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I have heard about power chords being used in a lot of metal and similar music but I have no idea what they are.

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So called 'power chords' are the result of using only 1 and 5 of a chord in a key. They are neither major nor minor, lacking the defining 3 from the key. As with an E5, E and B (and optional higher E) are played.

They work well with distorted guitar sounds, as their harmonics (emphasised by the overdriven sound) don't clash too much. Putting in a 3rd produces other harmonics, which do clash.

On guitar they're easy to play, with just 2 or 3 fingers, and with drop D tuning, even easier.

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    FWIW I would say power chords are slightly harder to play in drop D when playing 3 strings (double 1st + 5th) because you have to bar, but easier when playing 2. They're both easy, though. – ell Jun 27 '18 at 14:37
  • @LCIII power chords by themselves are not really more powerful than full triads. They are more powerful than single notes. Mostly, the power that the name is alluding to comes from the distortion that's used, in Killing In The Name and most other hard rock/metal stuff. Distortion works well on single notes and, as Tim said, also on power chords because the notes in a power chord have a frequency relation of almost exactly 2:3. ... – leftaroundabout Jun 27 '18 at 15:00
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    ...Major chords have conceptually also a pretty simple frequency relation of 4:5:6, but unfortunately we're stuck with the 12edo tuning system which approximates major thirds not very well. The detuning is small enough that most people don't consciously notice it in a clean sound, but distortion blows up the difference frequency to very incoherent intermodulation across the whole audible spectrum. That's the reason triads aren't much used in metal, and power chords are perceived as more powerful. – leftaroundabout Jun 27 '18 at 15:00
  • @sgroves: Barring many strings with the index isn't hard if one isn't having to do anything else as well. What makes barre chords difficult is the need to hold a barre while reaching with other fingers. – supercat Jun 27 '18 at 15:38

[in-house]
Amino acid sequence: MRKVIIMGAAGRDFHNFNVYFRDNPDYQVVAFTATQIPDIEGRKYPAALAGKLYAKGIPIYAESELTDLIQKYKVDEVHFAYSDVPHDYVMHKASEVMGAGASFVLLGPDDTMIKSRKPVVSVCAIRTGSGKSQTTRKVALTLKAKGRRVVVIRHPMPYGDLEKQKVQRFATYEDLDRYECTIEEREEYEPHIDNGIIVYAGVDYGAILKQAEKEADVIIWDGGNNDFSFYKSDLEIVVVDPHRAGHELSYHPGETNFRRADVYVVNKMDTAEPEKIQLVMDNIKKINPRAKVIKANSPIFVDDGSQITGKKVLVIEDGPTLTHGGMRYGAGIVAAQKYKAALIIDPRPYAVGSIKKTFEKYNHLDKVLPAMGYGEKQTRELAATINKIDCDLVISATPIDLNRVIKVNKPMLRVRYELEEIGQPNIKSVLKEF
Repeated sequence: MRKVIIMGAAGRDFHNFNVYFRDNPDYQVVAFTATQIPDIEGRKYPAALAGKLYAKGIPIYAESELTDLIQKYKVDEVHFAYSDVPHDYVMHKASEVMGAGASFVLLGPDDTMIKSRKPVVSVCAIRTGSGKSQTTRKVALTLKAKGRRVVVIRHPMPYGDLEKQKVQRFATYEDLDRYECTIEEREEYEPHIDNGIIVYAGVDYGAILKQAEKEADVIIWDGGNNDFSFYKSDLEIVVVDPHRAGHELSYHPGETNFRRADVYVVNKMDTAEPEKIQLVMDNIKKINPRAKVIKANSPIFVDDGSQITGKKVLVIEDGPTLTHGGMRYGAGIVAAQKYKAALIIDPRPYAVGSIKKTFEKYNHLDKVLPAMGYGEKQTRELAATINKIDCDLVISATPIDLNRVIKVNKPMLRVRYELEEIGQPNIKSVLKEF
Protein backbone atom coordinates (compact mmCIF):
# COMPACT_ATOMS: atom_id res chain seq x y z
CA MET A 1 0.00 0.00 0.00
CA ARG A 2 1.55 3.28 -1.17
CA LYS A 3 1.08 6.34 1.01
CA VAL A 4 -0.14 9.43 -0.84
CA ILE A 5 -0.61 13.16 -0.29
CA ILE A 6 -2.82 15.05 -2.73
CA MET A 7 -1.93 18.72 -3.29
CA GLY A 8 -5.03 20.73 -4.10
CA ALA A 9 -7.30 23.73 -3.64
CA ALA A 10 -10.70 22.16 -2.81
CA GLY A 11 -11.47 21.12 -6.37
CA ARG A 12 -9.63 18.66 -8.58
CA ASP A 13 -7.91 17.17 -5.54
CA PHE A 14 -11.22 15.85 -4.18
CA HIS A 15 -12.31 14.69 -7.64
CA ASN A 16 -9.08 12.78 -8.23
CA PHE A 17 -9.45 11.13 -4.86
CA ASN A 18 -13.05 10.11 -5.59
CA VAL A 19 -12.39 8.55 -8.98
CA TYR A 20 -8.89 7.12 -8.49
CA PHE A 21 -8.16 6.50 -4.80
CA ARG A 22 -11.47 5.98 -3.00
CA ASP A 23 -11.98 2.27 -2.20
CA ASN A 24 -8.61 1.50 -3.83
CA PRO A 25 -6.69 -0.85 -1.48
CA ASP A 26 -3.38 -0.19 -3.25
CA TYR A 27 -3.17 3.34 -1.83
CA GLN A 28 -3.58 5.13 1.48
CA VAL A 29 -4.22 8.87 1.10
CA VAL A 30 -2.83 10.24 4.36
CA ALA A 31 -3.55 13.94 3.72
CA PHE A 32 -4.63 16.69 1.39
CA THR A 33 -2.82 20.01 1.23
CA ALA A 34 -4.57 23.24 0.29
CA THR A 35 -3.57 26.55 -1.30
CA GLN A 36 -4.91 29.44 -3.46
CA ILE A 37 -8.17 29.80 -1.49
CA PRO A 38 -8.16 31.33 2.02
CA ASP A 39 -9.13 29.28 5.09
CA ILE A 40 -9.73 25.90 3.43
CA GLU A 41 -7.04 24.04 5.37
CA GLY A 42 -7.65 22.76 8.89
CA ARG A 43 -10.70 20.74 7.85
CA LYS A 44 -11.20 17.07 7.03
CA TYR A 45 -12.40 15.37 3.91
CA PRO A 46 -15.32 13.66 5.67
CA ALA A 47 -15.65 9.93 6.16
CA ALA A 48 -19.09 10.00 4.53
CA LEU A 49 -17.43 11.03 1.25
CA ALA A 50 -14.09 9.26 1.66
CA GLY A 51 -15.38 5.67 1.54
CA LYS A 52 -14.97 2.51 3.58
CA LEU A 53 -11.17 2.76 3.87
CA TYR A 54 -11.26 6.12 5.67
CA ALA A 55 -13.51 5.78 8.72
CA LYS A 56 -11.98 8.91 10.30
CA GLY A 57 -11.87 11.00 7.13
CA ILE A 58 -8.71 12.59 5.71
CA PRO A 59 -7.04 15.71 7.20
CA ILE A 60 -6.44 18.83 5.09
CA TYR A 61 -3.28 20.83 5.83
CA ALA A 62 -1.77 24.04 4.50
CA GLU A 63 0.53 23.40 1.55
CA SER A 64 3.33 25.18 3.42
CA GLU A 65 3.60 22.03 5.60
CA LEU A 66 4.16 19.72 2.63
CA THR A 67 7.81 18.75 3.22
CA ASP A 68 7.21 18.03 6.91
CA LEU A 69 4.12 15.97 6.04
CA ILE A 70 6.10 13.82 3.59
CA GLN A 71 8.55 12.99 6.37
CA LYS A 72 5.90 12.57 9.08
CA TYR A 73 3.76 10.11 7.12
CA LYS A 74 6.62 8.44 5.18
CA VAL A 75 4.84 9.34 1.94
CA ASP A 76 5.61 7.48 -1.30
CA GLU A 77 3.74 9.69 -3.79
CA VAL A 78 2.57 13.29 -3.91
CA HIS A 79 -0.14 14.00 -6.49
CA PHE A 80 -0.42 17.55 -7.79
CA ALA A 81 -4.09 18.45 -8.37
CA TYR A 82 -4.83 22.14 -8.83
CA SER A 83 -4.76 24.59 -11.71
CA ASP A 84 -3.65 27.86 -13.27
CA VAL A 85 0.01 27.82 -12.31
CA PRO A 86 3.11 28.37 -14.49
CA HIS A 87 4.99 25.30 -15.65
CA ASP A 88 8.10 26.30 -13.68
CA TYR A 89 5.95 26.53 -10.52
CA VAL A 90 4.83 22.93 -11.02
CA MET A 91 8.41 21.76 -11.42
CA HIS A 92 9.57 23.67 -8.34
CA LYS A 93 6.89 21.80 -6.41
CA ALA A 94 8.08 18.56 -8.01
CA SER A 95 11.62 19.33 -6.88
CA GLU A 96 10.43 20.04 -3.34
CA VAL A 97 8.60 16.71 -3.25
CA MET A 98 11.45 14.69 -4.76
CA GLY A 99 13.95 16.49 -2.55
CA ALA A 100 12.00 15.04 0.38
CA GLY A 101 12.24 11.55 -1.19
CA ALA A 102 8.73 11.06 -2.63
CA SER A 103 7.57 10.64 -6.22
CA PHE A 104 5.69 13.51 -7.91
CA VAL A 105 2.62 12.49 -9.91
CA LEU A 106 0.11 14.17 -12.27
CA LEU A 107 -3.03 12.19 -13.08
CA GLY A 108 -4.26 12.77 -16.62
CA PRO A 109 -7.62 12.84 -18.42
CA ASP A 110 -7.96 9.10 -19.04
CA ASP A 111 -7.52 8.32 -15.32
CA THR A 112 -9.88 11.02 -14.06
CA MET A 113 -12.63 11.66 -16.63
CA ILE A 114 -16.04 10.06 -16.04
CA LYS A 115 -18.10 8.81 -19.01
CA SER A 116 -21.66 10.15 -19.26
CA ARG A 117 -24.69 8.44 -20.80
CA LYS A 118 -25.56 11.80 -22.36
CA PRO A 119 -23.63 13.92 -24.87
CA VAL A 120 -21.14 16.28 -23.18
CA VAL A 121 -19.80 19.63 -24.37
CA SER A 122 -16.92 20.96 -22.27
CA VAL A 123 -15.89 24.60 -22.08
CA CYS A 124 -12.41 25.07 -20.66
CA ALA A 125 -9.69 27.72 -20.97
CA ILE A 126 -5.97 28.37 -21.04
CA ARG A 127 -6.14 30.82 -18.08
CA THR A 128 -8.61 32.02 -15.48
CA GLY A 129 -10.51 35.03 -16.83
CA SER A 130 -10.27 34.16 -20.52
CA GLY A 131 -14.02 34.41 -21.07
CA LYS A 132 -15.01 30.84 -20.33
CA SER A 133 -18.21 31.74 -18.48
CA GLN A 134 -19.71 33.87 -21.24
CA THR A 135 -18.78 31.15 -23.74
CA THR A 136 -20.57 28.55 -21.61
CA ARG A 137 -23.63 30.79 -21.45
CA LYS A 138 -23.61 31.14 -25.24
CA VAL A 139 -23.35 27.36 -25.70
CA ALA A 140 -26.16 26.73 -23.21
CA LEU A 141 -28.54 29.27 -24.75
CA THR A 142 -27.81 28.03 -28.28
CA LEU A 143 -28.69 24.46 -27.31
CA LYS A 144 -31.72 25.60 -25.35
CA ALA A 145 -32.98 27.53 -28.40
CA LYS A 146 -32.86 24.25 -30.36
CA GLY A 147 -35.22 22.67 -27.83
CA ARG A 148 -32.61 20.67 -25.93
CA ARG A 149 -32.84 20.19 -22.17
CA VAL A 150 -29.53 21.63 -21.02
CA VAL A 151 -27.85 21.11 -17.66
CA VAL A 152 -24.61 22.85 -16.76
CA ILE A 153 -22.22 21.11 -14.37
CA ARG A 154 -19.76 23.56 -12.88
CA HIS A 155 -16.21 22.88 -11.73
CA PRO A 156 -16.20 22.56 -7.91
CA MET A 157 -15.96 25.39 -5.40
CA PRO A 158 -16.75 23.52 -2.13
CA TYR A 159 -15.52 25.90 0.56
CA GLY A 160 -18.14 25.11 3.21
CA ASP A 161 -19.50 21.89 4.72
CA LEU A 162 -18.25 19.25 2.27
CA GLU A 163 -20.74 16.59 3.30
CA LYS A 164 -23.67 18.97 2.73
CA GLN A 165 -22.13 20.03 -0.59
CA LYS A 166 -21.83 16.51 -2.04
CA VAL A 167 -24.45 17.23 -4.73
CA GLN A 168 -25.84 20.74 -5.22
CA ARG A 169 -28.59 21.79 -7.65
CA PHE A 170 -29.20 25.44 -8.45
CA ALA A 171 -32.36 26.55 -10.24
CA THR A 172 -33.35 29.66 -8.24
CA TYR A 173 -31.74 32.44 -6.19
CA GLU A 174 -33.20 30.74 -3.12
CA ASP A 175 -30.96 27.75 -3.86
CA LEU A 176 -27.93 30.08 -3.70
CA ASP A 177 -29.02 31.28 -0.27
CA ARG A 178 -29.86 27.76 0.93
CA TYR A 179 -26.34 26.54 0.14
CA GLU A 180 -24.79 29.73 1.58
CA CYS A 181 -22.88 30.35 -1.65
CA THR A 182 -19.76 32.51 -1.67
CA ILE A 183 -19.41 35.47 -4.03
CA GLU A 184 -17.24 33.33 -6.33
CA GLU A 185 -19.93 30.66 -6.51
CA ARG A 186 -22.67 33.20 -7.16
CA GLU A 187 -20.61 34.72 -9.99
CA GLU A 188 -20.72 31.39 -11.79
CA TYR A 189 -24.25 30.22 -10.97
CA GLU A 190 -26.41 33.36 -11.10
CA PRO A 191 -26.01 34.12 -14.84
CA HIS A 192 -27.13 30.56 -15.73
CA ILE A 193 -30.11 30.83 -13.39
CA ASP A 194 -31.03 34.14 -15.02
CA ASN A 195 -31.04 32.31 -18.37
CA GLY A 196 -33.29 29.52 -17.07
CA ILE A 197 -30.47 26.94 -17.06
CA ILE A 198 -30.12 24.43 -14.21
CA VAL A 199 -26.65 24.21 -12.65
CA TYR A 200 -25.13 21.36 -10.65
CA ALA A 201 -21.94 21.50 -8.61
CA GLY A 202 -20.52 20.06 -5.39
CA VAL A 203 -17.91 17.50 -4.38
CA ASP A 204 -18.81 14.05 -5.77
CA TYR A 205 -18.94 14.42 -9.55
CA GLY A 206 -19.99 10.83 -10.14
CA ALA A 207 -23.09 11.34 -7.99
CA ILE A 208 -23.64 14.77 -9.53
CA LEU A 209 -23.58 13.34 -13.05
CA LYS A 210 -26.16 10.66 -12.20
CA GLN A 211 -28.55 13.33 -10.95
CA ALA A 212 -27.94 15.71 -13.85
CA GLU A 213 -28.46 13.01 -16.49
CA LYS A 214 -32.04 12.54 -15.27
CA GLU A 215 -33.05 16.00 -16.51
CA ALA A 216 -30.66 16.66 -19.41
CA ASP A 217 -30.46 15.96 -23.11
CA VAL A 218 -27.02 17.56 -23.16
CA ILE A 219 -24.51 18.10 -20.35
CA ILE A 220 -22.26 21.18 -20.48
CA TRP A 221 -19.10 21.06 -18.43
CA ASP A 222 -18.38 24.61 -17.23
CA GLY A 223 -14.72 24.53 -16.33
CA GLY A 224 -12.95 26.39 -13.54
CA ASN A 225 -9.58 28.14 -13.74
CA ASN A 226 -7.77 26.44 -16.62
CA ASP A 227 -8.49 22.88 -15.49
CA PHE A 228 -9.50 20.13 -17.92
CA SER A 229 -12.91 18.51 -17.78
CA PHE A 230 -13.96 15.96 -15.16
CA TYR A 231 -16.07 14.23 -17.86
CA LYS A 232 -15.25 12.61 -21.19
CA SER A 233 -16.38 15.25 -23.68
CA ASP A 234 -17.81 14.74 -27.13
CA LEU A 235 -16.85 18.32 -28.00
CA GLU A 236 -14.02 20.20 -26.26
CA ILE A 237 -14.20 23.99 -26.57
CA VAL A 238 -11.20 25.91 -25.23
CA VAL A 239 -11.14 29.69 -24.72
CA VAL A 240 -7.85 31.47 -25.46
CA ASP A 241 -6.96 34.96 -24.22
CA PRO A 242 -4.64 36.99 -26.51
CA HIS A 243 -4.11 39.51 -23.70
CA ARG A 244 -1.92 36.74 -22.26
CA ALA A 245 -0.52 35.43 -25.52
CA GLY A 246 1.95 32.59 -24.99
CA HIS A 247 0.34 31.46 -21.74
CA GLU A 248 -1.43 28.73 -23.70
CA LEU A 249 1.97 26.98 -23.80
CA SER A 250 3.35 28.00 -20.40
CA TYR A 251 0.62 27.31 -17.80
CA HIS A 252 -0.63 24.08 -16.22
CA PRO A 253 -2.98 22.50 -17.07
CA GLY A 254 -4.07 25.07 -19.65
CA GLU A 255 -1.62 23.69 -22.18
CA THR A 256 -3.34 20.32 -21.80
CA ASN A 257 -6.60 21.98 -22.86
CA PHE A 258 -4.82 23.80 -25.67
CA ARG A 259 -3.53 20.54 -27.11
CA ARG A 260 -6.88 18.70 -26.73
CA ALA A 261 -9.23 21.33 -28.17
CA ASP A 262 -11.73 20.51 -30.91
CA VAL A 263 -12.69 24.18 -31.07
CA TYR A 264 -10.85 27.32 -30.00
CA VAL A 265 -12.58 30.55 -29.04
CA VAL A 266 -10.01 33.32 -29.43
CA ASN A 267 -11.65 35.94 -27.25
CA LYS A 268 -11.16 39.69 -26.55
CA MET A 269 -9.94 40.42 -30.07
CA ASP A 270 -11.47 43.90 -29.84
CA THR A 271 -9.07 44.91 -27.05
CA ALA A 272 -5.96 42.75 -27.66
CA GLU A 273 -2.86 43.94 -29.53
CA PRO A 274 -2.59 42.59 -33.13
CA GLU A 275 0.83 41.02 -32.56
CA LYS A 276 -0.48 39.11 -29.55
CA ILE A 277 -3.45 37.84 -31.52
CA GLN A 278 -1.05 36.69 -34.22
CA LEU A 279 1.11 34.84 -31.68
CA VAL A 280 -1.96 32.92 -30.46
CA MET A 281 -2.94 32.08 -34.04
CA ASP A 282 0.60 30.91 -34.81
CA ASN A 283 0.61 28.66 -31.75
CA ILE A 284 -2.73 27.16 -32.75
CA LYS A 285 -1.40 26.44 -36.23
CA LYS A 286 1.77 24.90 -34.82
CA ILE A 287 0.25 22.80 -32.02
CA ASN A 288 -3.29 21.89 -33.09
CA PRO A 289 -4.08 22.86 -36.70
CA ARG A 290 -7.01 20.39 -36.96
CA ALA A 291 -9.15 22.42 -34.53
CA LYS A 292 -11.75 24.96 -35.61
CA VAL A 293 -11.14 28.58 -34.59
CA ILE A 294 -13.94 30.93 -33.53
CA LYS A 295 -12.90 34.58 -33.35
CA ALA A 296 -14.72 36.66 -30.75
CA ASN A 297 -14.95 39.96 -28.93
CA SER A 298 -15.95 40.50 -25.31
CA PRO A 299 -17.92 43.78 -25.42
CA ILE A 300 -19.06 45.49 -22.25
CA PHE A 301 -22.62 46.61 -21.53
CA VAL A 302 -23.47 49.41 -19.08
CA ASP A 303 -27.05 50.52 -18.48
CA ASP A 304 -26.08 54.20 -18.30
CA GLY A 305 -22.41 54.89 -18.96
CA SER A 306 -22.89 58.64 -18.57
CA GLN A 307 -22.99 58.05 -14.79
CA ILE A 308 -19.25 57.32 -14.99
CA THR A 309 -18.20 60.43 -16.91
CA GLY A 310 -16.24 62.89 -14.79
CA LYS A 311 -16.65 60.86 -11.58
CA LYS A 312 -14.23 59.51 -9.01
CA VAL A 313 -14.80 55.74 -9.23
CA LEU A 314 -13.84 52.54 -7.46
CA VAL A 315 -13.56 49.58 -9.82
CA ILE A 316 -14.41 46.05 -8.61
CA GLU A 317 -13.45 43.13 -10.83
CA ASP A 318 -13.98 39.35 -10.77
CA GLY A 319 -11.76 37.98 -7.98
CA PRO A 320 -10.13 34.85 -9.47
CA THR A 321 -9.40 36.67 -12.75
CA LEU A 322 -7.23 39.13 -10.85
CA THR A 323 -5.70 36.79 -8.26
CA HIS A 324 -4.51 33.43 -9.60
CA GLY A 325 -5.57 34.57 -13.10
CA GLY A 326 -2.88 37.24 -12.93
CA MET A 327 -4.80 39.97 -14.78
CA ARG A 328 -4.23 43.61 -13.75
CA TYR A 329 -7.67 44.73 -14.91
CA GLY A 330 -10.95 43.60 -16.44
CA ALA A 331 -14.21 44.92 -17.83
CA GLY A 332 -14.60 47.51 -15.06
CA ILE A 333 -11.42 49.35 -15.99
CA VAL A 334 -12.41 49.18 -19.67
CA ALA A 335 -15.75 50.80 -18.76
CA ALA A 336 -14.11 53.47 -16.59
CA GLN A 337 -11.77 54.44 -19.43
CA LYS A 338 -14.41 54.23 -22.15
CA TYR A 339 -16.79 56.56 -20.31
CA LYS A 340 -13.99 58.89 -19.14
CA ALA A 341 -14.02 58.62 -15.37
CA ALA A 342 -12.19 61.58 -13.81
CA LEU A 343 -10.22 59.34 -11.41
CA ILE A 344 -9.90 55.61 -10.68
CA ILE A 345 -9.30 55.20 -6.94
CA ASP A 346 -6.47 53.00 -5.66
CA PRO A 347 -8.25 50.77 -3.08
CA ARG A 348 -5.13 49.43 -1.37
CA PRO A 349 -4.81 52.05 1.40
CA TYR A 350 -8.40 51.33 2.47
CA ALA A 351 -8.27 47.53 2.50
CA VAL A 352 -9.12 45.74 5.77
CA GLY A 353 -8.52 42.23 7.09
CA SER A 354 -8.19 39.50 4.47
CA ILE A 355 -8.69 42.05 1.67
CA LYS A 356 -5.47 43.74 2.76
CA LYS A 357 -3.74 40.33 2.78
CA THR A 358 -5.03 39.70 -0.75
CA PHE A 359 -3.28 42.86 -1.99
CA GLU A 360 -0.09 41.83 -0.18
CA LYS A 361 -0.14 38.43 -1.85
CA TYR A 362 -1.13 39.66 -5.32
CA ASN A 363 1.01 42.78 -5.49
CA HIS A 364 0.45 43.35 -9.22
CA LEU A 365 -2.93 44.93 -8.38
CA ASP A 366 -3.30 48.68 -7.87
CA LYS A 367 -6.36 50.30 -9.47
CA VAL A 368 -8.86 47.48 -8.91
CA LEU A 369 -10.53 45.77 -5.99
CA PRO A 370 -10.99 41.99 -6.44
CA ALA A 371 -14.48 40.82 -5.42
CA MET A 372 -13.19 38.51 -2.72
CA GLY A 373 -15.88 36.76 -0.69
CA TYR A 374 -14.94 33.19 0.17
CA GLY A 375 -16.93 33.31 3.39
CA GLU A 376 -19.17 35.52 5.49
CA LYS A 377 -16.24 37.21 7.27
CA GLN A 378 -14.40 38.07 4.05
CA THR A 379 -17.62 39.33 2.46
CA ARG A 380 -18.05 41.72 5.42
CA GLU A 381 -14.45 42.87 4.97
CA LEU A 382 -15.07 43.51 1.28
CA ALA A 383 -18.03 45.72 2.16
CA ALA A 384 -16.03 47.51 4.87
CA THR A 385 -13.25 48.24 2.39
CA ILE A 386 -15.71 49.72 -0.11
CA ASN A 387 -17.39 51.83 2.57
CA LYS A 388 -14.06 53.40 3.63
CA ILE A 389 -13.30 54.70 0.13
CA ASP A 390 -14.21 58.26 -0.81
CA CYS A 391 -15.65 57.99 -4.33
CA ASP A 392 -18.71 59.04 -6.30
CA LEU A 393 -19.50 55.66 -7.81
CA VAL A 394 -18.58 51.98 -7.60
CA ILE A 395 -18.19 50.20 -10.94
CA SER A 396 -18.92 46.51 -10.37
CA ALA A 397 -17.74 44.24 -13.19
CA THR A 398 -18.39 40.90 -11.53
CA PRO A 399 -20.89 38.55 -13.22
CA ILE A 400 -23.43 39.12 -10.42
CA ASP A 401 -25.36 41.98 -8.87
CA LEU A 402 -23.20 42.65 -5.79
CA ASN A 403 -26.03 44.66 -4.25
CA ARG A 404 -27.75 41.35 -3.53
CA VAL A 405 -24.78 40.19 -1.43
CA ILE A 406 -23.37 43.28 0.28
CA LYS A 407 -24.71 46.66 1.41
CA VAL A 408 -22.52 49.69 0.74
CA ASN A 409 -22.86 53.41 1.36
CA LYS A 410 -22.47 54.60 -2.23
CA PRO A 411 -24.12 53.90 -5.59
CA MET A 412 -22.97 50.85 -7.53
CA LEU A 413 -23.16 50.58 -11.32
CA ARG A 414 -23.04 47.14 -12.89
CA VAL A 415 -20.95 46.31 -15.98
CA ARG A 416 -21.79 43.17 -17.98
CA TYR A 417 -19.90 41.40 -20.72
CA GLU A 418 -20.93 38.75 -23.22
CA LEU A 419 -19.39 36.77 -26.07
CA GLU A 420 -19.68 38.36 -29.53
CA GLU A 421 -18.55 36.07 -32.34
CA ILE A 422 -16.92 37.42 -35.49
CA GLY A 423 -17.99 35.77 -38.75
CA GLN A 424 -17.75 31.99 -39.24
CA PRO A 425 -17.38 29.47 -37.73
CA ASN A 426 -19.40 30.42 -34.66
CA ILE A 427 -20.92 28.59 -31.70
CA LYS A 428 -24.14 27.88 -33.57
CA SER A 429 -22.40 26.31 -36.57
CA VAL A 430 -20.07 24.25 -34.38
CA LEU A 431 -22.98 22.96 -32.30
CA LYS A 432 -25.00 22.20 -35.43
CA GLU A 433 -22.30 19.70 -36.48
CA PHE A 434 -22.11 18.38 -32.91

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    @supercat Well, everyone is different. Barring 3 strings with my index IS harder than playing a normal power chord in standard tuning. But like I said, it's not hard, just harder. Both are still quite easy. – ell Jun 27 '18 at 17:28
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A "power chord" is a combination of a root, fifth, and octave. These three pitches have a 2:3:4 frequency ratio. If the sounds are combined by any process which induces harmonic distortion, that process will add additional frequencies. If a signal contains two frequencies, harmonic distortion can add additional content at the sum or difference of those frequencies. In addition, the frequencies produced by harmonic distortion are then eligible to be added or subtracted from other frequencies to produce still more.

If a signal contains content which is concentrated almost entirely at frequencies in a 2:3:4 ratio or near-perfect multiples of those frequencies, then passing it through a distortion process will create many new frequencies, but all of them will be near-perfect multiples of half the original frequency. The net effect will be to produce a sound an octave lower than the original. While this technique is particularly popular in electric guitars, it has also been used in pipe organs for a long long time before that. The distortion effects organ pipes produce on the sound from nearby organ pipes tend to be much more subtle than those produced in electronic amplifiers, but the principle is the same.

To visually see why a power chord has this kind of effect, visualize the effect of adding together three signals with a 2:3:4 frequency ratio and clipping the result.

------______------______------______------______ root
----____----____----____----____----____----____ fifth
---___---___---___---___---___---___---___---___ octave
----____-___---_----____----____-___---_----____ combined and clipped

The top three waveforms represent the original signals (simplified to square waves for this illustration). The bottom waveform represents the sum of the first three. If the majority are high, the output will be as well. Likewise if the majority are low. Note that the output waveform has a complicated pattern, but it repeats at a frequency which is half of the original root frequency.

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    ASCII art for the win! – Eric Lippert Jun 27 '18 at 22:12
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    On a pipe organ, this technique isn't about distortion. It's about approximating a very low note (say, C) which would need a big expensive pipe, with two smaller cheaper pipes (the C an octave higher, and the G above that). More of a "power note" than a "power chord." – Camille Goudeseune Jun 27 '18 at 22:53
  • For those who'd like to see images of matching-up waveforms in somewhat better resolution than ASCII, I have some in this answer. – leftaroundabout Jun 27 '18 at 23:21
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    @CamilleGoudeseune: The goal of a power chord is to generally to sound more like a rich low note than a chord. On a pipe organ, smaller mixtures use a group of pipes for each key (but the pipes in pedal mixtures are hardly small). The level of coupling in pipe organs doesn't cause much distortion, but any distortion that happens to be produced can enhance the effectiveness. – supercat Jun 28 '18 at 3:39
  • I couldn't resist, I used gnuplot to recreate the ASCII curves : pastebin.com/ZDQpb64S Feel free to use them. – Eric Duminil Jun 28 '18 at 8:12

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